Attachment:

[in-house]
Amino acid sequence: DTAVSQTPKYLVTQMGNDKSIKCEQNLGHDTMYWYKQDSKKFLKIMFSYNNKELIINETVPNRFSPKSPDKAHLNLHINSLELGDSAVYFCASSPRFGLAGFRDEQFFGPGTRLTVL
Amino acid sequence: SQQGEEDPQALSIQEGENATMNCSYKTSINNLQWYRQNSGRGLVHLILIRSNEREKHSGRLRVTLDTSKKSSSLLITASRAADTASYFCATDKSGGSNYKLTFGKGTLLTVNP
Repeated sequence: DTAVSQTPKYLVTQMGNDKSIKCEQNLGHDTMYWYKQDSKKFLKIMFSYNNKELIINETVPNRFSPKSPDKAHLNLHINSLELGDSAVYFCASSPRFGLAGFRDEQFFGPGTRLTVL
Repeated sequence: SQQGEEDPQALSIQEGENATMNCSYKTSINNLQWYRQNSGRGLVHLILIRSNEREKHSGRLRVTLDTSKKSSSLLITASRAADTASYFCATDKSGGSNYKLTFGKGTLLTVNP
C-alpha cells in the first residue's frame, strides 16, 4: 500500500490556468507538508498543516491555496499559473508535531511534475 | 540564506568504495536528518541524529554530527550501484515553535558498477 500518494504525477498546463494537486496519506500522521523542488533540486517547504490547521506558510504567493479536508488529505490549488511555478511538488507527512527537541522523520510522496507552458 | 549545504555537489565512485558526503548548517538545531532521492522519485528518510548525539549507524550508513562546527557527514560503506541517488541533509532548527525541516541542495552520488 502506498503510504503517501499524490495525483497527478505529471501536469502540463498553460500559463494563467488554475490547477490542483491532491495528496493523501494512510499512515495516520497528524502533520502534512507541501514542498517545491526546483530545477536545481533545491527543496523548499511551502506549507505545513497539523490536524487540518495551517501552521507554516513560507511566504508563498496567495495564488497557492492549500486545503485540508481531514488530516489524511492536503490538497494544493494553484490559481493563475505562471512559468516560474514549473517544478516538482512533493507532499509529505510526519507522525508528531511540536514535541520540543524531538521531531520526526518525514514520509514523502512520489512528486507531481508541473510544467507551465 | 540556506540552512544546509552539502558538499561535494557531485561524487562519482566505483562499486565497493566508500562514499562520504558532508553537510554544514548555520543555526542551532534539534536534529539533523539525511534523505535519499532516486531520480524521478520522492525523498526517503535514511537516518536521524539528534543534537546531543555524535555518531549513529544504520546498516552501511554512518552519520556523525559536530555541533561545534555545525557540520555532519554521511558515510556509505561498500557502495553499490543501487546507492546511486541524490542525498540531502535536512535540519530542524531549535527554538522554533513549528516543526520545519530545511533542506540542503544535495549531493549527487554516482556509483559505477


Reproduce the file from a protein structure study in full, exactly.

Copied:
[in-house]
Amino acid sequence: DTAVSQTPKYLVTQMGNDKSIKCEQNLGHDTMYWYKQDSKKFLKIMFSYNNKELIINETVPNRFSPKSPDKAHLNLHINSLELGDSAVYFCASSPRFGLAGFRDEQFFGPGTRLTVL
Amino acid sequence: SQQGEEDPQALSIQEGENATMNCSYKTSINNLQWYRQNSGRGLVHLILIRSNEREKHSGRLRVTLDTSKKSSSLLITASRAADTASYFCATDKSGGSNYKLTFGKGTLLTVNP
Repeated sequence: DTAVSQTPKYLVTQMGNDKSIKCEQNLGHDTMYWYKQDSKKFLKIMFSYNNKELIINETVPNRFSPKSPDKAHLNLHINSLELGDSAVYFCASSPRFGLAGFRDEQFFGPGTRLTVL
Repeated sequence: SQQGEEDPQALSIQEGENATMNCSYKTSINNLQWYRQNSGRGLVHLILIRSNEREKHSGRLRVTLDTSKKSSSLLITASRAADTASYFCATDKSGGSNYKLTFGKGTLLTVNP
C-alpha cells in the first residue's frame, strides 16, 4: 500500500490556468507538508498543516491555496499559473508535531511534475 | 540564506568504495536528518541524529554530527550501484515553535558498477 500518494504525477498546463494537486496519506500522521523542488533540486517547504490547521506558510504567493479536508488529505490549488511555478511538488507527512527537541522523520510522496507552458 | 549545504555537489565512485558526503548548517538545531532521492522519485528518510548525539549507524550508513562546527557527514560503506541517488541533509532548527525541516541542495552520488 502506498503510504503517501499524490495525483497527478505529471501536469502540463498553460500559463494563467488554475490547477490542483491532491495528496493523501494512510499512515495516520497528524502533520502534512507541501514542498517545491526546483530545477536545481533545491527543496523548499511551502506549507505545513497539523490536524487540518495551517501552521507554516513560507511566504508563498496567495495564488497557492492549500486545503485540508481531514488530516489524511492536503490538497494544493494553484490559481493563475505562471512559468516560474514549473517544478516538482512533493507532499509529505510526519507522525508528531511540536514535541520540543524531538521531531520526526518525514514520509514523502512520489512528486507531481508541473510544467507551465 | 540556506540552512544546509552539502558538499561535494557531485561524487562519482566505483562499486565497493566508500562514499562520504558532508553537510554544514548555520543555526542551532534539534536534529539533523539525511534523505535519499532516486531520480524521478520522492525523498526517503535514511537516518536521524539528534543534537546531543555524535555518531549513529544504520546498516552501511554512518552519520556523525559536530555541533561545534555545525557540520555532519554521511558515510556509505561498500557502495553499490543501487546507492546511486541524490542525498540531502535536512535540519530542524531549535527554538522554533513549528516543526520545519530545511533542506540542503544535495549531493549527487554516482556509483559505477